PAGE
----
Parole Possible for Schapelle Corby After Sentence Cut
Indonesia President Susilo Bambang Yudhoyono granted Schapelle Corby clemency this week by cutting five years off her 20 year sentence. What does it mean? The latest her sentence will now end is September, 2017.
Kerobokan Prison Chief Gusti Ngurah Wiratna confirmed at a press conference yesterday Schapelle is eligible for parole starting Monday, since she has served 2/3 of her sentence. But, she's unlikely to be granted parole immediately, and there are other issues. [More...]
Even if granted parole, she must spend the next five years in Indonesia. (one year past the expiration of her term)
The Sydney Morning Herald reports with her previously granted remissions of 25 months (Christmas bonus cuts, etc.) her time served goes up to 10 years, five months and 17 days, which is more than 2/3 of her now 15 year sentence, so she is eligible for parole. The prison chief agrees she's eligible. But, while parole applications for Indonesian-born prisoners can take only a few months, those for foreign prisoners take longer.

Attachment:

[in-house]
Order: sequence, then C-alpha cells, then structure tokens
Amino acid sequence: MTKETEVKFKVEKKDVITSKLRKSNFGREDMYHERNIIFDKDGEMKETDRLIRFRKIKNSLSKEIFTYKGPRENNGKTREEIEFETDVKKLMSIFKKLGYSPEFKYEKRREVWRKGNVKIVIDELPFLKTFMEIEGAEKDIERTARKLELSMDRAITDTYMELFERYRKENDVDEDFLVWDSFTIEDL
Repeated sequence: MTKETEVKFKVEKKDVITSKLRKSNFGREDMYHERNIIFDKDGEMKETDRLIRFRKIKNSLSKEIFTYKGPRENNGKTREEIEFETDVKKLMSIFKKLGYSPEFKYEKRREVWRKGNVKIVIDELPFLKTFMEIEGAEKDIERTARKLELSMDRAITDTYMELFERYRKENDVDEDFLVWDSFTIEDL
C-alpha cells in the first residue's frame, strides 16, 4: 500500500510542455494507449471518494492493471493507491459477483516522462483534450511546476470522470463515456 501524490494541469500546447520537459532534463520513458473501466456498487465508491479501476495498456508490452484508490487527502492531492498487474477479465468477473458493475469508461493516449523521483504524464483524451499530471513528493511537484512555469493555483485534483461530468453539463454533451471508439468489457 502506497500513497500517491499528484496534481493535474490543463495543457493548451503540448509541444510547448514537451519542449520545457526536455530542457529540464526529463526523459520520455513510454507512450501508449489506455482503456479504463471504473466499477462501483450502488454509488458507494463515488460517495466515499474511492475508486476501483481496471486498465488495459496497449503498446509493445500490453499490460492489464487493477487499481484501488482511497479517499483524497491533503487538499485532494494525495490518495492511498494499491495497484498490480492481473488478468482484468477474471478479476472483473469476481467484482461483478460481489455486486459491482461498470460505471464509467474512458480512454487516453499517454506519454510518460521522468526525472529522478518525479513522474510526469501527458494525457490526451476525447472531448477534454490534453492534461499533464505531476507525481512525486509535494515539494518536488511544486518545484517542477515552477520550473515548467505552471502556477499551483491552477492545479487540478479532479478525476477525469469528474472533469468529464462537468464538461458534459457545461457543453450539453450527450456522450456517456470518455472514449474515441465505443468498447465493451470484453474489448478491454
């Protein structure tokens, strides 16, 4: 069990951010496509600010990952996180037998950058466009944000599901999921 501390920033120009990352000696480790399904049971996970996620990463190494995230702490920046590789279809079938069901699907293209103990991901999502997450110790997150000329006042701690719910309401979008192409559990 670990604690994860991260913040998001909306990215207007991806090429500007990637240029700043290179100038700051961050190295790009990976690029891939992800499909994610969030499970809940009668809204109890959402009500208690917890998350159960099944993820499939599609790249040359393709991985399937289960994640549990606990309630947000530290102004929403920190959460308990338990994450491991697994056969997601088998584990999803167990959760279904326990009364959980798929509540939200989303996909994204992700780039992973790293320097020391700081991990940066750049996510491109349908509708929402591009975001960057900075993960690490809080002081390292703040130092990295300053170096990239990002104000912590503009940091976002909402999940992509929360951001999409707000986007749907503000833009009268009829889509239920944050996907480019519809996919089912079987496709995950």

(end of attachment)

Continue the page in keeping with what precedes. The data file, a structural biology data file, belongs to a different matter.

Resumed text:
Parole also requires a showing of remorse:
Under a 2007 Indonesian regulation, Corby must admit "regret" for her crime of importing 4.1 kilograms of cannabis in a bodyboard bag in 2004, and ''positive moral development'' - usually synonymous with an admission of guilt.
Prison chief Wiratna also said Corby has to be religious.
Mr Wiratna has told the ABC that Corby would need to be actively religious and he has never seen her praying during his time as Kerobokan's governor.
The ultimate decision on parole will be made by the Minister for Law and Human Rights.
President Yudhoyono did not explain why he cut Schapelle's sentence other to say it was on humanitarian grounds. Some experts say it may have been part of a deal with Australia, and point out Australia recently cut the sentences of some Indonesian human smugglers.
The chief justice of Indonesia's Constitutional Court blasted Yudhoyono for cutting Schapelle's sentence, saying drug traffickers are worse than terrorists.
“Drug crime is worse than corruption and terrorism. Drugs destroy life,” he said, adding that the president should take national security into account in making these decisions.
Here's a picture of the prison cell Schapelle shares with four other women.
Schapelle was convicted of bringing 4 kilos of marijuana into Indonesia. (All of our coverage since 2005 is accessible here.) She has always maintained her innocence. Free her now.
Until she's freed, I'm not lifting my boycott on Bali.
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